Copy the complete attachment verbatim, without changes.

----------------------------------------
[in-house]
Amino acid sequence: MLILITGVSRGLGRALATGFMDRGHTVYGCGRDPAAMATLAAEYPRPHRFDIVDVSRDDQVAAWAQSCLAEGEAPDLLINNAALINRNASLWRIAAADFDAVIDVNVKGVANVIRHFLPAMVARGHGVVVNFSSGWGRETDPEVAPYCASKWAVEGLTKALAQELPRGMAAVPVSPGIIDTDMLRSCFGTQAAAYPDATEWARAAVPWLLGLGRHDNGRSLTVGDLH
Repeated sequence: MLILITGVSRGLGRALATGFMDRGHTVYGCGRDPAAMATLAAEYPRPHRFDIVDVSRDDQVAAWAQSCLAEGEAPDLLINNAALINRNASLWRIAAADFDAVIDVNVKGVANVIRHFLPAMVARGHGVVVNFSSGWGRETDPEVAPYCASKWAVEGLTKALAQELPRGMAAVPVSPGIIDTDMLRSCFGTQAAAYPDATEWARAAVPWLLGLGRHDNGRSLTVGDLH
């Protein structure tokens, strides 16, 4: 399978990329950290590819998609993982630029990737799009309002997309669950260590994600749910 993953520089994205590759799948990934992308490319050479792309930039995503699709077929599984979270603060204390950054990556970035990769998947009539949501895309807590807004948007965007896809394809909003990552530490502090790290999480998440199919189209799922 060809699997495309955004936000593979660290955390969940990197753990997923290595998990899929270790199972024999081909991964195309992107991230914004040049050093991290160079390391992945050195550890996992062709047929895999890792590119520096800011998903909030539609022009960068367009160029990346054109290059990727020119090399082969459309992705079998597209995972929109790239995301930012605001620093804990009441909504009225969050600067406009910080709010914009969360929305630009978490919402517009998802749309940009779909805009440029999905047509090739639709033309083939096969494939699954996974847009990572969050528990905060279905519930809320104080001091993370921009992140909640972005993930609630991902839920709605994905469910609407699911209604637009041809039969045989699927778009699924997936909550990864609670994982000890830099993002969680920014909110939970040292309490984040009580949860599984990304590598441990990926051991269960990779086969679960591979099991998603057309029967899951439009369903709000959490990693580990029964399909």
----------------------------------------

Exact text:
[in-house]
Amino acid sequence: MLILITGVSRGLGRALATGFMDRGHTVYGCGRDPAAMATLAAEYPRPHRFDIVDVSRDDQVAAWAQSCLAEGEAPDLLINNAALINRNASLWRIAAADFDAVIDVNVKGVANVIRHFLPAMVARGHGVVVNFSSGWGRETDPEVAPYCASKWAVEGLTKALAQELPRGMAAVPVSPGIIDTDMLRSCFGTQAAAYPDATEWARAAVPWLLGLGRHDNGRSLTVGDLH
Repeated sequence: MLILITGVSRGLGRALATGFMDRGHTVYGCGRDPAAMATLAAEYPRPHRFDIVDVSRDDQVAAWAQSCLAEGEAPDLLINNAALINRNASLWRIAAADFDAVIDVNVKGVANVIRHFLPAMVARGHGVVVNFSSGWGRETDPEVAPYCASKWAVEGLTKALAQELPRGMAAVPVSPGIIDTDMLRSCFGTQAAAYPDATEWARAAVPWLLGLGRHDNGRSLTVGDLH
């Protein structure tokens, strides 16, 4: 399978990329950290590819998609993982630029990737799009309002997309669950260590994600749910 993953520089994205590759799948990934992308490319050479792309930039995503699709077929599984979270603060204390950054990556970035990769998947009539949501895309807590807004948007965007896809394809909003990552530490502090790290999480998440199919189209799922 060809699997495309955004936000593979660290955390969940990197753990997923290595998990899929270790199972024999081909991964195309992107991230914004040049050093991290160079390391992945050195550890996992062709047929895999890792590119520096800011998903909030539609022009960068367009160029990346054109290059990727020119090399082969459309992705079998597209995972929109790239995301930012605001620093804990009441909504009225969050600067406009910080709010914009969360929305630009978490919402517009998802749309940009779909805009440029999905047509090739639709033309083939096969494939699954996974847009990572969050528990905060279905519930809320104080001091993370921009992140909640972005993930609630991902839920709605994905469910609407699911209604637009041809039969045989699927778009699924997936909550990864609670994982000890830099993002969680920014909110939970040292309490984040009580949860599984990304590598441990990926051991269960990779086969679960591979099991998603057309029967899951439009369903709000959490990693580990029964399909």